Related to all this is the interaction we have with the academic community on food safety research. It’s an important bridge between our operational focus in helping members navigate government affairs and our efforts to work with the government directly. By working with the academic community to educate researchers on what our industry does, we can shape their food safety research to yield findings that our members can use to build science and risk-based food safety programs that will improve industry’s food safety performance. At the same time, we can also use this interaction to help ensure the government agencies that fund research, fund the best research.

    The Center for Produce Safety in particular has taken on this task of working closely with our funded researchers to help them understand current industry practices and establish working relationships with individual companies, so their work is relevant to our industry.  Time will tell how valuable this approach is, but thus far I believe we are seeing fantastic productivity from researchers, and very effective interaction between the research community and the produce industry.  We will actually feature a session at the CPS’s second annual Research Symposium in Orlando, Florida in June on this interaction between industry and research.  I should also note that CPS has partnered with FDA to hold symposia where research priorities are discussed with industry. This helps complete the circle of academic food safety research, the industry and FDA working together to influence regulations based on science and risk.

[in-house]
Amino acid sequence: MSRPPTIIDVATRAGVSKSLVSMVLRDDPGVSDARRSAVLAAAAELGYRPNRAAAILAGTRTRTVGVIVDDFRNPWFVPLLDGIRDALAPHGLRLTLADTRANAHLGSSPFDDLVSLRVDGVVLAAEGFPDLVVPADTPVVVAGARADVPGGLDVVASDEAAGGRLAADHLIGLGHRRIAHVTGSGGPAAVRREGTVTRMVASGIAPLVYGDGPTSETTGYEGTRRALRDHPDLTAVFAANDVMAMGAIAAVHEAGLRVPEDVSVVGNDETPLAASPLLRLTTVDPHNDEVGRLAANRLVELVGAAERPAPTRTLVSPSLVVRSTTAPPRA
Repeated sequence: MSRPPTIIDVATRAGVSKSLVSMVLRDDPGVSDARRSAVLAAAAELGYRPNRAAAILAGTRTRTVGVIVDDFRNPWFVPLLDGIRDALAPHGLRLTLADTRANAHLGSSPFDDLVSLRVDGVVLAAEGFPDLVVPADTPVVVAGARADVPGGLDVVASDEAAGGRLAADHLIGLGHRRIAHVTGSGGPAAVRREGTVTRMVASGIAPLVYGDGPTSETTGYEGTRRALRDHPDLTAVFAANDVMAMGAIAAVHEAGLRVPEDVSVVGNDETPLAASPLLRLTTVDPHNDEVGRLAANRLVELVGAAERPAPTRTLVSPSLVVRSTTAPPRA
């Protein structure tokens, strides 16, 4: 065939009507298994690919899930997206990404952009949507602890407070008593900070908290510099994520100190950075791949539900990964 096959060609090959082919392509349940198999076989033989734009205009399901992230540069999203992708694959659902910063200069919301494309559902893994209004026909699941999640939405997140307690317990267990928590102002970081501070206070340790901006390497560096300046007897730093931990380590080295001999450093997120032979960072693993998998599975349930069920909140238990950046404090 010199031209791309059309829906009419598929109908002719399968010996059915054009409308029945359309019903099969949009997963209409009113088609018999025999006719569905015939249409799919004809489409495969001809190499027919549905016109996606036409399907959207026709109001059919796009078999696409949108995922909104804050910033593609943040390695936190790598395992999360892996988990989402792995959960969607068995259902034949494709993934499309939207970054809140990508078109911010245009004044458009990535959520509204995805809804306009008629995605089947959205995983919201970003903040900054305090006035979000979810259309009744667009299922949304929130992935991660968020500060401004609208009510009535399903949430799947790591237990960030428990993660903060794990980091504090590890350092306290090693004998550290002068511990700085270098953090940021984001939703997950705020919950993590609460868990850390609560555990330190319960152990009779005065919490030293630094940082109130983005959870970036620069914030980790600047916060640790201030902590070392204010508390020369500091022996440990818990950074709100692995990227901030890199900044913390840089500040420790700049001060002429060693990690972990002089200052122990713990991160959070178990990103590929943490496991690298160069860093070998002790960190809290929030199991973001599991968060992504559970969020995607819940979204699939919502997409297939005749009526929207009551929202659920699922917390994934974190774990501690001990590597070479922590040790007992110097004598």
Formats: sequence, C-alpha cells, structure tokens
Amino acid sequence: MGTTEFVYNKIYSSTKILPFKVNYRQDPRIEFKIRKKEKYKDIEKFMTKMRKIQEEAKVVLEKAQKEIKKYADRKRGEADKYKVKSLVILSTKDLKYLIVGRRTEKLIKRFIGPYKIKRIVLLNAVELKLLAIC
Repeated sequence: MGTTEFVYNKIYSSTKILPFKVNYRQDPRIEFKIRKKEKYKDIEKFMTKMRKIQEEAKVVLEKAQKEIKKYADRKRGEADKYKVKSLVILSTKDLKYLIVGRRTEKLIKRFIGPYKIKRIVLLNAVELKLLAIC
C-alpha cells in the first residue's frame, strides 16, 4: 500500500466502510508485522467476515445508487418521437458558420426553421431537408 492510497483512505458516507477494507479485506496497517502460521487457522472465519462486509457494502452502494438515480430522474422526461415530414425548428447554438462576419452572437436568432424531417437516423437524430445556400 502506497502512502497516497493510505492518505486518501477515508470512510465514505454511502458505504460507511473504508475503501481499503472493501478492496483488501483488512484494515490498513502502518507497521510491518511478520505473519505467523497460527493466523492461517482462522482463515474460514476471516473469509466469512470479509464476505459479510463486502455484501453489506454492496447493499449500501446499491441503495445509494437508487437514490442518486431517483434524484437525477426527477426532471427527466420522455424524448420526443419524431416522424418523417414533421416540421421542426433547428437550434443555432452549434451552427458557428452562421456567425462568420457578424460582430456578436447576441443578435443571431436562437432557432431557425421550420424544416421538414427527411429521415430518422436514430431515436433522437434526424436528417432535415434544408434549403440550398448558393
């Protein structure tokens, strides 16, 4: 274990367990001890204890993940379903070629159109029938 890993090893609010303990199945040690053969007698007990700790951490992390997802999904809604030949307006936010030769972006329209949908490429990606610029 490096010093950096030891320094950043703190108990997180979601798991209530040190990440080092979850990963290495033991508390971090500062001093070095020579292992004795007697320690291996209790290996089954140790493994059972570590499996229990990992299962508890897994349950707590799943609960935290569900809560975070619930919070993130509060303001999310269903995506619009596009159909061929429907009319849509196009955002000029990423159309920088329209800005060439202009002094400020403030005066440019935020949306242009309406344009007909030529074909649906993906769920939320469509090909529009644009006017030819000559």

Thanks so much, Bob. It is great to see how all these programs are connected and the scope of the work PMA and our volunteers are doing on food safety and government affairs. Next time we’ll talk about our specific areas of activity. Listeners, you can learn more about any of our food safety topics at AskDrBob.pma.com. Thanks for joining us!